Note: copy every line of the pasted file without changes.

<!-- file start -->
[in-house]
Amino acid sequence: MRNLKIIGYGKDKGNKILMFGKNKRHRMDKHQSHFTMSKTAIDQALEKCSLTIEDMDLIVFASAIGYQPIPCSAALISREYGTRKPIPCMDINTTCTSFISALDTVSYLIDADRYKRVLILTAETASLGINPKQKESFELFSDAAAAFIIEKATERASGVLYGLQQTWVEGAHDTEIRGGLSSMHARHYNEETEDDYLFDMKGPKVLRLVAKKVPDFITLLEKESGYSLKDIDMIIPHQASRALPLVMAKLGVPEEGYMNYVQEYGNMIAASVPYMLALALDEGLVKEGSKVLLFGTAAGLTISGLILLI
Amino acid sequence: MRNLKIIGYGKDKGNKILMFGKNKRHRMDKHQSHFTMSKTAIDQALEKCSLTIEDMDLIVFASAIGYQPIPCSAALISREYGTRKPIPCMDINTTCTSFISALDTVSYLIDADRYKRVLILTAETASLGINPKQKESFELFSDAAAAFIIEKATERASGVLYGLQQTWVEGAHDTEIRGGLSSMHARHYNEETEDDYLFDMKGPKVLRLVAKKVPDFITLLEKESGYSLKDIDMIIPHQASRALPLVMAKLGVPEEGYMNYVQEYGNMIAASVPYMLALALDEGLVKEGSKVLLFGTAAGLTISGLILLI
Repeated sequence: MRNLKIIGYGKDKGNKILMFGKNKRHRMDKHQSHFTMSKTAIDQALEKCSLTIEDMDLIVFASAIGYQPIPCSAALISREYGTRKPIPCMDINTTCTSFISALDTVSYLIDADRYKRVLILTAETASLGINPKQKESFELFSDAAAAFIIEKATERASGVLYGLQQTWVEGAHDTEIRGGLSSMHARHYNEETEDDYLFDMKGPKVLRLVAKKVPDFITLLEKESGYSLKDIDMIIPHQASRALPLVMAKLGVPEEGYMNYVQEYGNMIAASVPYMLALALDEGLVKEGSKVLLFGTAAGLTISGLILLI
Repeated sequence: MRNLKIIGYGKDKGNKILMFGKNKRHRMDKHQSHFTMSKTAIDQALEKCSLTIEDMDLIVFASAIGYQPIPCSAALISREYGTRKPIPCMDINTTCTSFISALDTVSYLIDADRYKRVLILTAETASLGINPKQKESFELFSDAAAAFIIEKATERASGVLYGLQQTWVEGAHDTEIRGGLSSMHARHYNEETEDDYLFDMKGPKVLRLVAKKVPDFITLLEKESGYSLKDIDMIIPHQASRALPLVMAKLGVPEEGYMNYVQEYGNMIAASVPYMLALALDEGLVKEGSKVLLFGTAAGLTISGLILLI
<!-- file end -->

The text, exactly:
[in-house]
Amino acid sequence: MRNLKIIGYGKDKGNKILMFGKNKRHRMDKHQSHFTMSKTAIDQALEKCSLTIEDMDLIVFASAIGYQPIPCSAALISREYGTRKPIPCMDINTTCTSFISALDTVSYLIDADRYKRVLILTAETASLGINPKQKESFELFSDAAAAFIIEKATERASGVLYGLQQTWVEGAHDTEIRGGLSSMHARHYNEETEDDYLFDMKGPKVLRLVAKKVPDFITLLEKESGYSLKDIDMIIPHQASRALPLVMAKLGVPEEGYMNYVQEYGNMIAASVPYMLALALDEGLVKEGSKVLLFGTAAGLTISGLILLI
Amino acid sequence: MRNLKIIGYGKDKGNKILMFGKNKRHRMDKHQSHFTMSKTAIDQALEKCSLTIEDMDLIVFASAIGYQPIPCSAALISREYGTRKPIPCMDINTTCTSFISALDTVSYLIDADRYKRVLILTAETASLGINPKQKESFELFSDAAAAFIIEKATERASGVLYGLQQTWVEGAHDTEIRGGLSSMHARHYNEETEDDYLFDMKGPKVLRLVAKKVPDFITLLEKESGYSLKDIDMIIPHQASRALPLVMAKLGVPEEGYMNYVQEYGNMIAASVPYMLALALDEGLVKEGSKVLLFGTAAGLTISGLILLI
Repeated sequence: MRNLKIIGYGKDKGNKILMFGKNKRHRMDKHQSHFTMSKTAIDQALEKCSLTIEDMDLIVFASAIGYQPIPCSAALISREYGTRKPIPCMDINTTCTSFISALDTVSYLIDADRYKRVLILTAETASLGINPKQKESFELFSDAAAAFIIEKATERASGVLYGLQQTWVEGAHDTEIRGGLSSMHARHYNEETEDDYLFDMKGPKVLRLVAKKVPDFITLLEKESGYSLKDIDMIIPHQASRALPLVMAKLGVPEEGYMNYVQEYGNMIAASVPYMLALALDEGLVKEGSKVLLFGTAAGLTISGLILLI
Repeated sequence: MRNLKIIGYGKDKGNKILMFGKNKRHRMDKHQSHFTMSKTAIDQALEKCSLTIEDMDLIVFASAIGYQPIPCSAALISREYGTRKPIPCMDINTTCTSFISALDTVSYLIDADRYKRVLILTAETASLGINPKQKESFELFSDAAAAFIIEKATERASGVLYGLQQTWVEGAHDTEIRGGLSSMHARHYNEETEDDYLFDMKGPKVLRLVAKKVPDFITLLEKESGYSLKDIDMIIPHQASRALPLVMAKLGVPEEGYMNYVQEYGNMIAASVPYMLALALDEGLVKEGSKVLLFGTAAGLTISGLILLI